Published: Tuesday, May 14, 2013

Being Close to Nature

The elusive Bear-cat

Page 1301

Far from the Bay, along the foothills of the Chittagong Hill Tracts, a few trees still stand tall and have witnessed hundreds of winters, summers and monsoons.  Still they propel water with love to the village surrounded by their green turf, they provide shade while we chop them down into pieces; the trees offer us fruits to eat or give blossoms that add colour and fragrance to our horizons.

While searching for peace from the uncompassionate, unsafe, unyielding, unfair and urban means of city life, I wandered through the thin vegetation and empty hilltops. A few hours of constant ascends and descends later, I reached a lonesome village where a few families were living in harmony with nature.

After asking several questions and being gratified with our interest, the village headman accepted us with a hug. We sat under the shade of a tall Tamron tree, which spread its roots across the village compound like the piled up sliced-skin of a primal dinosaur.

As the day slipped by, the scarlet sun sank behind the wooded hills leaving a faded blue tone at the horizon. A Crested-serpent eagle perched on the top branch of a skeleton tree, forming an eccentric pattern against the fading light.

When the nocturnal owlets and nightjars were actively preying on hovering insects, the headman lit up the campfire under the Tamron tree. With his rookie Bangla, he wholeheartedly shared all the untold tales of his colourful childhood when elephants only passed through his village, paying a visit and not harming a soul.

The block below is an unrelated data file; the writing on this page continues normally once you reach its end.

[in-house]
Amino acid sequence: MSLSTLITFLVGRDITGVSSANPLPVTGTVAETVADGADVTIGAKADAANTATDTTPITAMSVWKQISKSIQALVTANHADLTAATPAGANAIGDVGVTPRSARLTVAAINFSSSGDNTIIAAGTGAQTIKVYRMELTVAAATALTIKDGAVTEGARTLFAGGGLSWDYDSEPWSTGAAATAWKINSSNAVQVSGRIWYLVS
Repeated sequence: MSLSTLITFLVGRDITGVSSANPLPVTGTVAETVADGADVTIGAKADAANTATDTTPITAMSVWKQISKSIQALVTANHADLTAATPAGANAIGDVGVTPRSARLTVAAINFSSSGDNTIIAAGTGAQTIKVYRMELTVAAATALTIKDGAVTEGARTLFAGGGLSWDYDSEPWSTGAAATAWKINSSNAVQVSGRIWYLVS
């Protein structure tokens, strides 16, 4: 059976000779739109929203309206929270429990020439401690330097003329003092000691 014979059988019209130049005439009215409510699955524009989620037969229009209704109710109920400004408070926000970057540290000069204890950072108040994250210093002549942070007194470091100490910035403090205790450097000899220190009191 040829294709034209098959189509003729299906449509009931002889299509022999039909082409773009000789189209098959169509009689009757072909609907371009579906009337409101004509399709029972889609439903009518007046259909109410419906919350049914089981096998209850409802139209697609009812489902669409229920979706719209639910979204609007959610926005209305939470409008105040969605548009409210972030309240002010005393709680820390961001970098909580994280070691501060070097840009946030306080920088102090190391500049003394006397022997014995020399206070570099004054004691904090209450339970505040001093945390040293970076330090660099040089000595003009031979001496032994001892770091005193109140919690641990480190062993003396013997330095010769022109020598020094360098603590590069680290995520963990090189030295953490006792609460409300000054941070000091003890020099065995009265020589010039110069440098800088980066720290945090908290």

It was only recently when the elephant herds had killed five of his villagers. He didn’t blame them; his thoughtful judgments were rather critical of our actions leading to the destruction of the hills by cutting and burning trees.

As I stepped out of the hut at dawn, it felt like the morning mist was mildly wiping my face with a holy grace. The Spangled Drongo flock flew towards the distant Red Silk Cotton tree to taste its honey hidden behind the soft-lipped flowers wearing red lipstick.

The sun rose above the hills, filtering the golden light through the leaves and the twigs. The villagers were already busy plugging winter crops and the children were slothfully gathering in the foreground to find warmth in the ascending sun.

As I walked towards the dark patch between two hills, a Red Junglefowl flushed from an abandoned paddy field and a gibbon called from the green hill. By then, the forest was wide awake; a flock of foraging Asian Fairy Blue bird captured my attention and as I looked through my binoculars, I was absolutely stunned to see a Binturong basking in the early morning sun!

My trip-mate Foysal was in tremors with sheer excitement at being able to catch a glimpse of the esoteric Binturong in such close proximity. I have always wanted to see a tiger in the wild but never thought that I would see the secretive Binturong in our land!

Although Bangladesh has been largely converted into a wasteland to gratify our greedy souls and hateful hearts, yet there are hidden pockets of surprise in every corner of the country. The sight of the vulnerable Binturong in a tiny patch in the hill tracts was magical for us and it was a great gift to us on Victory Day!

I headed back to the village with a delighted heart and told the headman about the hidden treasures of his jungle. While people in the cities were celebrating Victory Day, it was just another day in the village. They say they are still fighting to survive and freedom is not a known notion to them. There was nothing fake in their words like most of our cultured city-dwellers, but a different love for our land; a love that promises not to inflict pain on nature and rather thrives on mutual compassion for each other.

Photo: Binturong or Bear-cat, Eidgor, Chittagong Hill Tract.